1. Do you have any colour preferences? What should the look and feel for the website be?

Since colour is a very subjective thing, a client may not have the same colour preferences as you do. It’s always a good idea to come up with a colour palette beforehand and show the client what you have in mind. (Keep the colour theory modules of Design 1 and 2 in mind.) You might not always agree with the clients’ choices, but part of being a good designer is being able to make their preferences look good.

  1. Who will be the contact person for this project?

Sometimes big companies have more than one person working on a project. Since people have different opinions and ideas, this could get quite chaotic. Ask the client for one contact person that you can deal with if you have questions or need feedback.

  1. What do you NOT want on your site in terms of text, content, colour and graphic elements?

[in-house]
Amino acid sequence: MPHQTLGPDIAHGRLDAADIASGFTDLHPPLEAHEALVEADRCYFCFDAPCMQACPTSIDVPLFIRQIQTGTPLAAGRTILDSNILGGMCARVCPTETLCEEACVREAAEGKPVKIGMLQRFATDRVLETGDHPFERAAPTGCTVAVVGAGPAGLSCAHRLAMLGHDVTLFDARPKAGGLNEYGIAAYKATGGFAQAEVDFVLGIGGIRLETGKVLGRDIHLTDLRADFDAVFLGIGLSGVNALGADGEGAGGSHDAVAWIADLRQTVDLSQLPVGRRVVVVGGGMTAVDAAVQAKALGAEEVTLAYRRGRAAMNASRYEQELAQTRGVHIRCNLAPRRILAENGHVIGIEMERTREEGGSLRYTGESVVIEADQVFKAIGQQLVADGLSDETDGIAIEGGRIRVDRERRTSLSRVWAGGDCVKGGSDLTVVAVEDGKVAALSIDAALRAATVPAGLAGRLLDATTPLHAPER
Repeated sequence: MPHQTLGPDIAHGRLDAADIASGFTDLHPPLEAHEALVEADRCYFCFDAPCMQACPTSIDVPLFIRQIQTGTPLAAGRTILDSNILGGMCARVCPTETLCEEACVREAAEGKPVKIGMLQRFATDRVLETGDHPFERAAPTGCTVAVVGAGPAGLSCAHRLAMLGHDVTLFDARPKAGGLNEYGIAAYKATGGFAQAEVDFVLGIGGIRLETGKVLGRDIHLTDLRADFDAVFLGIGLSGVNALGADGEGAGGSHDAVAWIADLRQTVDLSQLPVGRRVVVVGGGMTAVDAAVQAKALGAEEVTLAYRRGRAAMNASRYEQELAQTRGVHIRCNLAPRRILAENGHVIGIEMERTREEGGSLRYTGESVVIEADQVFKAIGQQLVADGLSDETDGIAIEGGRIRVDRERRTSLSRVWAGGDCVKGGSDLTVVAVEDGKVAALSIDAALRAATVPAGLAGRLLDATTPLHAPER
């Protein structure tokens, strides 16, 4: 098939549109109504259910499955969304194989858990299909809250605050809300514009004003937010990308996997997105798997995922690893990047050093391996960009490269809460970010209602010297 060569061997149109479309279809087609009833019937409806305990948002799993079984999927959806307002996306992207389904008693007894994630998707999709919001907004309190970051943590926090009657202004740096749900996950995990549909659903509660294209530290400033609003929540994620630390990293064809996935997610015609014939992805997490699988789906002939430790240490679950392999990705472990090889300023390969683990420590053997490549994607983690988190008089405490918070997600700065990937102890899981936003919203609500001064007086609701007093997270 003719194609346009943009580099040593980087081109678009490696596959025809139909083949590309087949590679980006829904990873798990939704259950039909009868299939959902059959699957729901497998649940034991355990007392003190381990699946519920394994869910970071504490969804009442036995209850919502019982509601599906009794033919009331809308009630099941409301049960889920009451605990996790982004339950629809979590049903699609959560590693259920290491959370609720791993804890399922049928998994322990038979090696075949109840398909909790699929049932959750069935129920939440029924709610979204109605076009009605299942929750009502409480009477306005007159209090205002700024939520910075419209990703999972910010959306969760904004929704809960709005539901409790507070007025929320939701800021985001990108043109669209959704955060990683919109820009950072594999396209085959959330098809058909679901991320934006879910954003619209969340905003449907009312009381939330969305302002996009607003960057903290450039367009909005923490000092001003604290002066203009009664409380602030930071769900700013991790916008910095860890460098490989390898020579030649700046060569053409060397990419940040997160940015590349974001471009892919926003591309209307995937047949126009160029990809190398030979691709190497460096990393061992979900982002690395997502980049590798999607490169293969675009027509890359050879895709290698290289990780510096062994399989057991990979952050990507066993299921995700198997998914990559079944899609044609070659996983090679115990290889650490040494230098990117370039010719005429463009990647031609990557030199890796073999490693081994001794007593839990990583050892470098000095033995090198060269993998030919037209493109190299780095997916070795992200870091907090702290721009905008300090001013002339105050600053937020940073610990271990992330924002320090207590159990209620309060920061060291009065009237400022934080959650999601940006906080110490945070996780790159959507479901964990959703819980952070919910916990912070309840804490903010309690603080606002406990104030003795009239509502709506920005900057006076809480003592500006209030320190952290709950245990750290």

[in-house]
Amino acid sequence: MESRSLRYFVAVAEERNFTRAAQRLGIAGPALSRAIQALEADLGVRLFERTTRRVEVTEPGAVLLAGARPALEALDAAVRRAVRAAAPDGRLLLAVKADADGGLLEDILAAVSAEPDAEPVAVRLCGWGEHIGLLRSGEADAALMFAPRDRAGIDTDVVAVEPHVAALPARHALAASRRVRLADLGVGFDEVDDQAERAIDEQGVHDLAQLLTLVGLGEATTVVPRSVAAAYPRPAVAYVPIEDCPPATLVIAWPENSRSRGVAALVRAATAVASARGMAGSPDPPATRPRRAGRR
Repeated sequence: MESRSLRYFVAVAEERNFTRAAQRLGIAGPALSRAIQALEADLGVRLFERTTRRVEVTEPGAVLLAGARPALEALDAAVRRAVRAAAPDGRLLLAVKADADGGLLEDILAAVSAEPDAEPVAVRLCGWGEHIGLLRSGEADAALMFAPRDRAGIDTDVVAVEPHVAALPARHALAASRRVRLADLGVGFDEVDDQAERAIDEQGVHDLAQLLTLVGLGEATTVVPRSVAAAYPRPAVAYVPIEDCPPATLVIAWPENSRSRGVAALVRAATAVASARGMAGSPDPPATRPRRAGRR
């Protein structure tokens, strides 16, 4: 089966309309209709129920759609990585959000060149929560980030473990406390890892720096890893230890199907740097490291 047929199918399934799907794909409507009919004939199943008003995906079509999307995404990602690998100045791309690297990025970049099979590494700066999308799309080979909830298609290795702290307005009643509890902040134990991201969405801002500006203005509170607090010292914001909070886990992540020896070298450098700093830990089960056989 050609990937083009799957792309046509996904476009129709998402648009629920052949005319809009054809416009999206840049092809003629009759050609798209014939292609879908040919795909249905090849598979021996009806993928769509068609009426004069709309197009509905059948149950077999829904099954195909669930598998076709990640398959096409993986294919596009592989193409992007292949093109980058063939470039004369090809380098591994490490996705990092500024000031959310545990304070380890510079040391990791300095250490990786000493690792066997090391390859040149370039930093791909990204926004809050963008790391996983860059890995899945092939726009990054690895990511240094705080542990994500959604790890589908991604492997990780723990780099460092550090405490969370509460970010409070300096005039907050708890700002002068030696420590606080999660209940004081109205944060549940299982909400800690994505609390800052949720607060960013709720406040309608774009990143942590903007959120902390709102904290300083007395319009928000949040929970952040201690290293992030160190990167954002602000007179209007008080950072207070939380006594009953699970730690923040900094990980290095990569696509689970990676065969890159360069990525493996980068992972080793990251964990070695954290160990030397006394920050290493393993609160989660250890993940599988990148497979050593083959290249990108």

Sometimes it is as important to know what your client doesn’t like as it is to know what he or she does like. This can help you get a full picture of what the client has in mind for the site.

  1. Who will be responsible for maintaining the website? Will the person have the time and skills to do so?  

If your client asks for a forum, blog or social media integration, they need to understand the time requirements from within their company. They need to make sure that they have the resources available for such a commitment.

11.  Do you and your staff need training on handling and maintaining the web site?

12. What level of control do you really need over your site’s content? ( this will be important when choosing how to build the site so it is user-friendly but also customer friendly. ask about what kind of control they need) 

13. what is the exact motive and reason for the new design or for creating a website for your business? ( is the other one outdated, why do they think so, Do they need to advertise on more places for their products, are they trying to get a wider target audience… The reason might help you solve the problem) 

14. What will be the budget of the web page? ( This is important to know right away so that you can plan everything better from the very start)